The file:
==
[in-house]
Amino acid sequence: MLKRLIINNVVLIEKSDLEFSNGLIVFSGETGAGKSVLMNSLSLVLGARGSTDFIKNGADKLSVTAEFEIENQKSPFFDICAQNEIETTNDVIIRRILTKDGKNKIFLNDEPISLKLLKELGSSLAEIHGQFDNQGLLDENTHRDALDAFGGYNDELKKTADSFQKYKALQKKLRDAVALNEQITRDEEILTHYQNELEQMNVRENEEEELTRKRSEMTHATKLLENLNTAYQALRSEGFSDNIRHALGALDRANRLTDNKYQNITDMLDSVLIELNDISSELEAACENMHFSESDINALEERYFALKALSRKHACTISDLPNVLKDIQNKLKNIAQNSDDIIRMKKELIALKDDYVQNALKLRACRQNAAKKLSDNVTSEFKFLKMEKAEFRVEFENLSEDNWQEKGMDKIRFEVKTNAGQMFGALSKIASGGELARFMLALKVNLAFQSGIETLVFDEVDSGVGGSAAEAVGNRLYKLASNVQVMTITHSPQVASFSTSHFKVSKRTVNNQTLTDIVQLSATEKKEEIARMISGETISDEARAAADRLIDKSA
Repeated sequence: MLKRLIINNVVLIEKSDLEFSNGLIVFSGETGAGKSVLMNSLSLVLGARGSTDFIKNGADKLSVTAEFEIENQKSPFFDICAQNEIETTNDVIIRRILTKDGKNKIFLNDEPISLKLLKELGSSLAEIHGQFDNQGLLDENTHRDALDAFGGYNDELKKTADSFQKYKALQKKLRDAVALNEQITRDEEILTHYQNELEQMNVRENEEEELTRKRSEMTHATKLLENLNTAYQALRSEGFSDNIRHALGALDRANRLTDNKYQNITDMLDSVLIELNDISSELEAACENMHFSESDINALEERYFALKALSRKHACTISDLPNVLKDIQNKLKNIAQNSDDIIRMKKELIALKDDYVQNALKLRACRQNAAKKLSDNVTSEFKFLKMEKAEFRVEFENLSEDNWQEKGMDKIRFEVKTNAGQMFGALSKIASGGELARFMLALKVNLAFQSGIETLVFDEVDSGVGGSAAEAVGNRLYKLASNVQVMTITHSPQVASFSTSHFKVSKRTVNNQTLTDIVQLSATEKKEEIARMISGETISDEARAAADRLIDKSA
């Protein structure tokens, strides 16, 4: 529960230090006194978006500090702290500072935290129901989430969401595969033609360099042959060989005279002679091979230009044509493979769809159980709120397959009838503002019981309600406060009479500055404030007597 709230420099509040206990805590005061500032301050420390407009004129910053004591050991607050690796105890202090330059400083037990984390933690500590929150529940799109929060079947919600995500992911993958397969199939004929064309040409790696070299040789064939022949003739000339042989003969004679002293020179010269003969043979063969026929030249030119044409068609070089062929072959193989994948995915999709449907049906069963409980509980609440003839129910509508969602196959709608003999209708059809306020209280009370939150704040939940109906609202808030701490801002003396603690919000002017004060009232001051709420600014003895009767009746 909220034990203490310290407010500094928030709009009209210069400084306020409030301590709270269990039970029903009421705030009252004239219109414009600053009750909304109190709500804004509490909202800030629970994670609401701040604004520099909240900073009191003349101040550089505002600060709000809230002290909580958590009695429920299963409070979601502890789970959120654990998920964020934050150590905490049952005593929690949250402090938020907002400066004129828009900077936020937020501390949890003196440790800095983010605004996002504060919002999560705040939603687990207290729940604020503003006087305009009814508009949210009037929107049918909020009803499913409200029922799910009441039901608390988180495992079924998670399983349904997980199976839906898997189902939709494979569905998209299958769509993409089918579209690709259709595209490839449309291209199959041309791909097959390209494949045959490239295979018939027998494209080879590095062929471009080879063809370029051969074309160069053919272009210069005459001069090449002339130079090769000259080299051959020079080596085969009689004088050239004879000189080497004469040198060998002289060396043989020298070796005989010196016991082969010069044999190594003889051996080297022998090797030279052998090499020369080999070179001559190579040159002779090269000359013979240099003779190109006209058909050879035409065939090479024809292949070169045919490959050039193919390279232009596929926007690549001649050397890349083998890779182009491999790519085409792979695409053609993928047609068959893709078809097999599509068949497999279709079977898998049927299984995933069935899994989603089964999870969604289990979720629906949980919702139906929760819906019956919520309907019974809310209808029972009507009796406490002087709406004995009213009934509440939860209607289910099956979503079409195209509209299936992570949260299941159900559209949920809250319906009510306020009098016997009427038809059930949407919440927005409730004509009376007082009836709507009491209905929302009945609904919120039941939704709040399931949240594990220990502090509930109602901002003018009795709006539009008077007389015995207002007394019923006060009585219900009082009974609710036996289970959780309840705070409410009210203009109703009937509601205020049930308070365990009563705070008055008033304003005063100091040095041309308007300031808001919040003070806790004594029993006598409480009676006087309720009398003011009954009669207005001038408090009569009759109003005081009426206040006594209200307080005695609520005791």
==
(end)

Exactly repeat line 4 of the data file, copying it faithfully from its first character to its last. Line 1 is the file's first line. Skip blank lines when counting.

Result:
């Protein structure tokens, strides 16, 4: 529960230090006194978006500090702290500072935290129901989430969401595969033609360099042959060989005279002679091979230009044509493979769809159980709120397959009838503002019981309600406060009479500055404030007597 709230420099509040206990805590005061500032301050420390407009004129910053004591050991607050690796105890202090330059400083037990984390933690500590929150529940799109929060079947919600995500992911993958397969199939004929064309040409790696070299040789064939022949003739000339042989003969004679002293020179010269003969043979063969026929030249030119044409068609070089062929072959193989994948995915999709449907049906069963409980509980609440003839129910509508969602196959709608003999209708059809306020209280009370939150704040939940109906609202808030701490801002003396603690919000002017004060009232001051709420600014003895009767009746 909220034990203490310290407010500094928030709009009209210069400084306020409030301590709270269990039970029903009421705030009252004239219109414009600053009750909304109190709500804004509490909202800030629970994670609401701040604004520099909240900073009191003349101040550089505002600060709000809230002290909580958590009695429920299963409070979601502890789970959120654990998920964020934050150590905490049952005593929690949250402090938020907002400066004129828009900077936020937020501390949890003196440790800095983010605004996002504060919002999560705040939603687990207290729940604020503003006087305009009814508009949210009037929107049918909020009803499913409200029922799910009441039901608390988180495992079924998670399983349904997980199976839906898997189902939709494979569905998209299958769509993409089918579209690709259709595209490839449309291209199959041309791909097959390209494949045959490239295979018939027998494209080879590095062929471009080879063809370029051969074309160069053919272009210069005459001069090449002339130079090769000259080299051959020079080596085969009689004088050239004879000189080497004469040198060998002289060396043989020298070796005989010196016991082969010069044999190594003889051996080297022998090797030279052998090499020369080999070179001559190579040159002779090269000359013979240099003779190109006209058909050879035409065939090479024809292949070169045919490959050039193919390279232009596929926007690549001649050397890349083998890779182009491999790519085409792979695409053609993928047609068959893709078809097999599509068949497999279709079977898998049927299984995933069935899994989603089964999870969604289990979720629906949980919702139906929760819906019956919520309907019974809310209808029972009507009796406490002087709406004995009213009934509440939860209607289910099956979503079409195209509209299936992570949260299941159900559209949920809250319906009510306020009098016997009427038809059930949407919440927005409730004509009376007082009836709507009491209905929302009945609904919120039941939704709040399931949240594990220990502090509930109602901002003018009795709006539009008077007389015995207002007394019923006060009585219900009082009974609710036996289970959780309840705070409410009210203009109703009937509601205020049930308070365990009563705070008055008033304003005063100091040095041309308007300031808001919040003070806790004594029993006598409480009676006087309720009398003011009954009669207005001038408090009569009759109003005081009426206040006594209200307080005695609520005791």